Merger planned for three Chin political parties

By NYAN HLAING LYNN | FRONTIER

NAY PYI TAW — The Chin National Party and Chin Progressive Party have agreed to merge ahead of the next national elections, according to a joint statement issued on Tuesday.

The Chin League for Democracy, has also provisionally agreed to take part in the merger, pending approval of the deal by the party’s membership.

CNP secretary Salai Myo Chit said the merger was the first step in challenging the National League for Democracy’s electoral dominance in Chin State.

“I think we can challenge any party after we combine all of our Chin parties,” he said. “Chin voters are also demanding this. They want to vote for Chin parties, but they have urged us to be united.”

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The NLD won 12 of the state assembly’s 18 elected seats in the 2015 general election, along with all but five of the state’s 21 union seats. The Zomi Congress for Democracy, another ethnic political party, won four union and two state seats in the same poll.

None of the three parties currently considering a merger won a single seat in the last election.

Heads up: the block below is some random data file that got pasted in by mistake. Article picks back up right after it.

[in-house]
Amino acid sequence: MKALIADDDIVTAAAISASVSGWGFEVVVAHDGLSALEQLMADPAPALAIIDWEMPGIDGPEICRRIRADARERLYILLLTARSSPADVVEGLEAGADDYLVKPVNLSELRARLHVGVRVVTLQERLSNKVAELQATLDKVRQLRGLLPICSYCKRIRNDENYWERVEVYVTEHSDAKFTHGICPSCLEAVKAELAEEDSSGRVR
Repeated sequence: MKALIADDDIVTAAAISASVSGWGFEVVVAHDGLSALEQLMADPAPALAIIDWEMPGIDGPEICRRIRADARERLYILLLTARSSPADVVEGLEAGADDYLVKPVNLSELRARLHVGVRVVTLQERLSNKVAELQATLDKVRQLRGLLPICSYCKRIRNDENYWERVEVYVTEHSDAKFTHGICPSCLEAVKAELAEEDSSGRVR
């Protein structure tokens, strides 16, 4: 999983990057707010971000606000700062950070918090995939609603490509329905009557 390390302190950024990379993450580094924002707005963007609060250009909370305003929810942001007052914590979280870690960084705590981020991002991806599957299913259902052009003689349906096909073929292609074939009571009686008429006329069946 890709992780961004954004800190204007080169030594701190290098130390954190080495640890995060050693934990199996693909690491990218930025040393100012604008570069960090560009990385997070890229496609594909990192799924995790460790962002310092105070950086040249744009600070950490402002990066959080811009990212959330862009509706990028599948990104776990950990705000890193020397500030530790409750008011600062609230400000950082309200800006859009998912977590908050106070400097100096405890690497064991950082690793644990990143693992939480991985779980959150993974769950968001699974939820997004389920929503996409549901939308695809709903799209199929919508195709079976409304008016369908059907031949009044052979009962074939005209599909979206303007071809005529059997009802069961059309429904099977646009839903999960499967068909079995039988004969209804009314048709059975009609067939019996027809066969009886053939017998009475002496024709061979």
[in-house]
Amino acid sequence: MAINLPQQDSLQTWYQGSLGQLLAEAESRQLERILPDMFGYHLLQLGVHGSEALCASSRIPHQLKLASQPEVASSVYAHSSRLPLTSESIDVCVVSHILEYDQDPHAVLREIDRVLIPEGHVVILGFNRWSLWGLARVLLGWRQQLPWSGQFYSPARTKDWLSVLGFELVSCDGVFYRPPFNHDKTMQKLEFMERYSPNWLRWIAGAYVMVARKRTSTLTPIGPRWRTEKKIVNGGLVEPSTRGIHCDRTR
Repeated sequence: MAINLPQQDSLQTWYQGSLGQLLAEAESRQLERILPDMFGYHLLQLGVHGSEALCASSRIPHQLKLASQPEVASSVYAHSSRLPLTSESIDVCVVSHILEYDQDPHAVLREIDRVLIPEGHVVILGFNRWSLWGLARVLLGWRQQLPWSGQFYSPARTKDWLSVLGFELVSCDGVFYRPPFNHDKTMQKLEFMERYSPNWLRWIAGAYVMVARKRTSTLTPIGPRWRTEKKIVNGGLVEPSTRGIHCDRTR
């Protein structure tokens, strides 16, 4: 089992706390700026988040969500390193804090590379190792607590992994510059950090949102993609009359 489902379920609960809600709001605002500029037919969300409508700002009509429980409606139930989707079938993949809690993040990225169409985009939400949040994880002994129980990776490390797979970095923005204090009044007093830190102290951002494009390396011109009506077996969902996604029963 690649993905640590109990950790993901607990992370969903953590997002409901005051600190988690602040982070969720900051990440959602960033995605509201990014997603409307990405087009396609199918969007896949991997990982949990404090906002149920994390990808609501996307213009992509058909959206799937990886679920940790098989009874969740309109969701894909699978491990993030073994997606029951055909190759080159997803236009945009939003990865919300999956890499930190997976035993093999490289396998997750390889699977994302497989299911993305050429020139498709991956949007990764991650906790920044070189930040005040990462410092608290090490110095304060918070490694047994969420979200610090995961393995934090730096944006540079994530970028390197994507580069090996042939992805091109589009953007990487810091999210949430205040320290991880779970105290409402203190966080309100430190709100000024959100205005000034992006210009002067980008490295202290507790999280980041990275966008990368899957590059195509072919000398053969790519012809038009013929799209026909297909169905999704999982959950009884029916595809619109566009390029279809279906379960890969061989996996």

Ethnic political party mergers have been a subject of protracted discussion across Myanmar for several years, but merger proposals between parties that contested the 1990 elections and those that contested the 2010 poll have so far met with limited success.

The Arakan National Party, the only successful ethnic party merger, won most constituencies in Rakhine State in the 2015 election. The party has since split over claims members of the former Rakhine Nationalities Development Party had maneuvered to sideline leaders of the Arakan League for Democracy since groups merged in 2014.

By Nyan Hlaing Lynn

By Nyan Hlaing Lynn

Nyan Hlaing Lynn is a former editor at People's Age Journal and Mizzima. He writes about politics, the military, ethnic conflict and social issues and is based in Nay Pyi Taw.
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